Storm King Art Center

Sara Falque

As a part of our yearly field trip, this summer we visited the Storm King Art Center; a 500 acres sculpture park located at Mountainville in the town of Cornwall, Orange County, north of New York City.

The Storm King Art Center was founded in 1960 and found its course in 1961 as its founders, Ralph. E. Ogden and H. Peter Stern, became devoted to modern sculpture. In 1966 the museum began to place sculptures in the landscape, and the outdoor museum gradually evolved into what we see today; a collection of more than 100 modern and contemporary large-scale sculptures, situated in the landscape with consideration to the art work’s immediate surroundings and distant views.

The Storm King Art Center consists of a museum building where photographs, paintings and indoor installations are exhibited, and an outdoor area containing four different zones – the North Woods, the Museum Hill, the Meadows and the South Fields – for it’s monumental art pieces.

Several of the museum’s large-scale sculptures are situated in the Meadows, and the expansive South Fields combine views of the surrounding mountains with large-scale and site-specific work. The North Woods, on the other hand, provide an intimate setting for smaller-scale work, and the Museum Hill features many of Storm King’s early acquisitions. On site, visitors can experience Storm King’s collection either by walking, riding a bicycle or jumping on and off one of the trams that circulate within the park.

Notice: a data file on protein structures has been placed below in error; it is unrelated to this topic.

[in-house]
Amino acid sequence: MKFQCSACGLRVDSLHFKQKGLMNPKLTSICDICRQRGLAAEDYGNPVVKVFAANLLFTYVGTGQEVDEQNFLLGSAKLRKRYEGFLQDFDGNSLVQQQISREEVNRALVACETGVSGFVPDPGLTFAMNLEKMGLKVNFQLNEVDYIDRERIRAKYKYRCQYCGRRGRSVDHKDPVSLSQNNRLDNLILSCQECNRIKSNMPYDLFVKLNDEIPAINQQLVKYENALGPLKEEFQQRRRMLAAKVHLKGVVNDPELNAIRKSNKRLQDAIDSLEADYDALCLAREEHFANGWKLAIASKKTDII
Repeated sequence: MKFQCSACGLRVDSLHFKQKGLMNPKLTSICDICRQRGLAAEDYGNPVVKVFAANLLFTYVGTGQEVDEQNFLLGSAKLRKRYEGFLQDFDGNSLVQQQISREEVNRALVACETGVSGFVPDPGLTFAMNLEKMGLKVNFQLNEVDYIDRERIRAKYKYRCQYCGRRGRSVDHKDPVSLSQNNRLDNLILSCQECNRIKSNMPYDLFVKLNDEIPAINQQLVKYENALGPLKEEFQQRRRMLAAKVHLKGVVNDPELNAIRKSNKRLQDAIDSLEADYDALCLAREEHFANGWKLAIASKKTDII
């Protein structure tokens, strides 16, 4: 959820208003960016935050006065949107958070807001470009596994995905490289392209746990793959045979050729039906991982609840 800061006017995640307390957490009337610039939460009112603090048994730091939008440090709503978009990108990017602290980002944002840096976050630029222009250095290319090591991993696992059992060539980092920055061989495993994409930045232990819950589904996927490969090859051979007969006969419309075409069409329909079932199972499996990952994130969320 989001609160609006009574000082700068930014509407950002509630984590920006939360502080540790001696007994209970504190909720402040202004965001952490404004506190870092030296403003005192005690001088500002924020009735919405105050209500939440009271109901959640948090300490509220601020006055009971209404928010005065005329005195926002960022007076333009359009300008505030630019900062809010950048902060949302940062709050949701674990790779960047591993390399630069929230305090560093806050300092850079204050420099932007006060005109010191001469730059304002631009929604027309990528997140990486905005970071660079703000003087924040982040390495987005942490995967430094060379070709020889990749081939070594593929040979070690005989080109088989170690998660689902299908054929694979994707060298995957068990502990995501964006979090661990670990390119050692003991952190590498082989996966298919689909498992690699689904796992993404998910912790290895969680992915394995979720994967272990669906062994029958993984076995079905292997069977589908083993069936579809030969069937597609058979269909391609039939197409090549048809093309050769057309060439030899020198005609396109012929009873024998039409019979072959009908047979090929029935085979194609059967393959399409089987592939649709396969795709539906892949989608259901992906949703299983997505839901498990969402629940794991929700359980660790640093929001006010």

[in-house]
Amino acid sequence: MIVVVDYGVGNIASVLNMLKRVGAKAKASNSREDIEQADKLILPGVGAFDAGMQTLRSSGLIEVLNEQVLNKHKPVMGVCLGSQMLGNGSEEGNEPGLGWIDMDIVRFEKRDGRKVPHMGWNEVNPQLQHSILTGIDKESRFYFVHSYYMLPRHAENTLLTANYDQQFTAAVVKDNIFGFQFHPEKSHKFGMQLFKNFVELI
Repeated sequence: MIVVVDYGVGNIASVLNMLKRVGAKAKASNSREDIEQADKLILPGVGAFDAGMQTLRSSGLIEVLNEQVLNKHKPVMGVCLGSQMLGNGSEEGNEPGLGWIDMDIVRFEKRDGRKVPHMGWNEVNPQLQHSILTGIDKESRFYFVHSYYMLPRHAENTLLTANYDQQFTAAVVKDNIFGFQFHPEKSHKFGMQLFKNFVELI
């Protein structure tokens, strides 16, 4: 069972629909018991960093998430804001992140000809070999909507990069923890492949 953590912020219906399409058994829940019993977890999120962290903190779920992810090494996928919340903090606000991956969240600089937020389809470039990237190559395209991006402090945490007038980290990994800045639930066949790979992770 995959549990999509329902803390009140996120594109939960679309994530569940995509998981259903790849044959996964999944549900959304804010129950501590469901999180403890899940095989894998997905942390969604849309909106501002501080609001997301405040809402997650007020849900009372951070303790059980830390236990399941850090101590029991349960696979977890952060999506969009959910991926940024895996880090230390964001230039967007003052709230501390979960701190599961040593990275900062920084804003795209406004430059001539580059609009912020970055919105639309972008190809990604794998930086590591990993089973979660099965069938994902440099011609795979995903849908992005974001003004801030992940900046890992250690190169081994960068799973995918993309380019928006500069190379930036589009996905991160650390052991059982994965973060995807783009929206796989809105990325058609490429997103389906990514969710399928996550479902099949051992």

From the permanent collection we highly appreciated, among many other of the museum’s art pieces, “the Arch” by Alexander Calder, the “Storm King Wall” by Andy Goldsworthy, the ”Storm King Wavefield” by Maya Lin, the “Schunnemunk Fork” by Richard Serra, the “Nickel Couch” by Johnny Swing, and Joel Shapiro‘s untitled sculpture from 1994.

While at Storm King, we also took a look at the museum’s temporary exhibitions for this summer; “The White Sculptures” by David Smith (1906-1965) and “Outlooks” by Heather Hart (1975 – ). Six of Smith’s white steel constructions are installed outdoors on Museum Hill, while smaller sculptures are displayed in the indoor galleries. Hart’s “the Oracle of Lacuna”is an outdoor installation where a domestic rooftop, sticking up from the ground, comes to life with music, workshops, movement, spoken word and poetry, and other events.

After having enjoyed a couple of hours in the park, we had dinner at one of the local restaurants – the Storm King Tavern – before returning back home to New York.

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